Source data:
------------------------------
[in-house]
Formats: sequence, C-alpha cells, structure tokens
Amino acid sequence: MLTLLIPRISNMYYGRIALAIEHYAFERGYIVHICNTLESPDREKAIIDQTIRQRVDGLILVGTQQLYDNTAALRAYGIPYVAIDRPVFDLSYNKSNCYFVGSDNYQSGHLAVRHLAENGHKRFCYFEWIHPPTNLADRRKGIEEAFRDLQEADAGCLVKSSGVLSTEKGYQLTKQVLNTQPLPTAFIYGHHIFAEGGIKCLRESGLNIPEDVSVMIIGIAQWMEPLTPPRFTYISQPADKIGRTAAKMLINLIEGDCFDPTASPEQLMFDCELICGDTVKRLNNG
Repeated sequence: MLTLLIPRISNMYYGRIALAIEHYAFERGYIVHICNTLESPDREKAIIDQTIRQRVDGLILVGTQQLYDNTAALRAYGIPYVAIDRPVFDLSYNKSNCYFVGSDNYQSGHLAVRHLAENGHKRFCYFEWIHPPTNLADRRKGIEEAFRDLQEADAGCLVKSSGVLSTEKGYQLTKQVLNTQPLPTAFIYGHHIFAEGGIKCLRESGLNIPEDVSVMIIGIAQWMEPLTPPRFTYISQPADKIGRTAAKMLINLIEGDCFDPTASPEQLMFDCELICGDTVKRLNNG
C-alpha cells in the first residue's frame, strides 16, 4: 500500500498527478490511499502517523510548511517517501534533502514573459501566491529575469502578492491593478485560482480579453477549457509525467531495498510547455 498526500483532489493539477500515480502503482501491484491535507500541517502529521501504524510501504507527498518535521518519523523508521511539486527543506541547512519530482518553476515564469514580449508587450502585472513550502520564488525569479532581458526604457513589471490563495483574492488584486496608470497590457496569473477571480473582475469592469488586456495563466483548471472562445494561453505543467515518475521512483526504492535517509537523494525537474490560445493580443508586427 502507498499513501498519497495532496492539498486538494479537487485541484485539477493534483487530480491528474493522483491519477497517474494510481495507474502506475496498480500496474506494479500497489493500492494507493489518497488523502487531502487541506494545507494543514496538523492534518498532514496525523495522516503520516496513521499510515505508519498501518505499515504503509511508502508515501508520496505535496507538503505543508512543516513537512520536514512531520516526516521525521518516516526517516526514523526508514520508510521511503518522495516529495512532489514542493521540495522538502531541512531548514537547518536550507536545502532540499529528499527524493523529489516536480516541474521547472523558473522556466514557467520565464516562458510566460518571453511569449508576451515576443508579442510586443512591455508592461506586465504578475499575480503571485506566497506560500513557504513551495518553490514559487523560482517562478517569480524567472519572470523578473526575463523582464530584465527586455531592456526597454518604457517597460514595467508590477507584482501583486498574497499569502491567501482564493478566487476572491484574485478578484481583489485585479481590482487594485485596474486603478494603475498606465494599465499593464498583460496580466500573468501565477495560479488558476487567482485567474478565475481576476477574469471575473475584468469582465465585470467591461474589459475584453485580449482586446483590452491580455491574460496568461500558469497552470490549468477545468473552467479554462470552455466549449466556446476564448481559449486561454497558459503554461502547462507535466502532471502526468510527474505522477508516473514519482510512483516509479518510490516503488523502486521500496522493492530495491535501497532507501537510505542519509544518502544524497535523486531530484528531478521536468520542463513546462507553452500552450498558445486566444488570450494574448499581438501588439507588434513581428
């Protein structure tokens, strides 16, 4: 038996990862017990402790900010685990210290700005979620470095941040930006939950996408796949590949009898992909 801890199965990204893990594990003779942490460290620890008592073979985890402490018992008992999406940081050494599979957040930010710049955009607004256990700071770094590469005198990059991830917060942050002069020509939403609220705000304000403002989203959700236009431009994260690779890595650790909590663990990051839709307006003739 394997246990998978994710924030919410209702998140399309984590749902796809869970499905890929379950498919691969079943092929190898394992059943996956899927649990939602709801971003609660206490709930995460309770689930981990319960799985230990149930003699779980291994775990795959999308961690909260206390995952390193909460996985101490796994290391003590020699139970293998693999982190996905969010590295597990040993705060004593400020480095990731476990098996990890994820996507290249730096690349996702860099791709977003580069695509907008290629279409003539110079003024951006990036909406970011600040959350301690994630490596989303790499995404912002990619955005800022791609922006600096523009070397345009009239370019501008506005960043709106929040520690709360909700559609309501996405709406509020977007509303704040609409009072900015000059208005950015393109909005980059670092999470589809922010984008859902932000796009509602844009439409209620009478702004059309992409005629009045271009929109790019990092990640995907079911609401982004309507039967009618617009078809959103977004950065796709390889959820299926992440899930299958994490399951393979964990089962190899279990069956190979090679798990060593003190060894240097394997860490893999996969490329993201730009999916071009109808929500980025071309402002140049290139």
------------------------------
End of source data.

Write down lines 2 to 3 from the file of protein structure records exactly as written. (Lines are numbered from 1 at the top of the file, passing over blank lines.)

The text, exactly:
Formats: sequence, C-alpha cells, structure tokens
Amino acid sequence: MLTLLIPRISNMYYGRIALAIEHYAFERGYIVHICNTLESPDREKAIIDQTIRQRVDGLILVGTQQLYDNTAALRAYGIPYVAIDRPVFDLSYNKSNCYFVGSDNYQSGHLAVRHLAENGHKRFCYFEWIHPPTNLADRRKGIEEAFRDLQEADAGCLVKSSGVLSTEKGYQLTKQVLNTQPLPTAFIYGHHIFAEGGIKCLRESGLNIPEDVSVMIIGIAQWMEPLTPPRFTYISQPADKIGRTAAKMLINLIEGDCFDPTASPEQLMFDCELICGDTVKRLNNG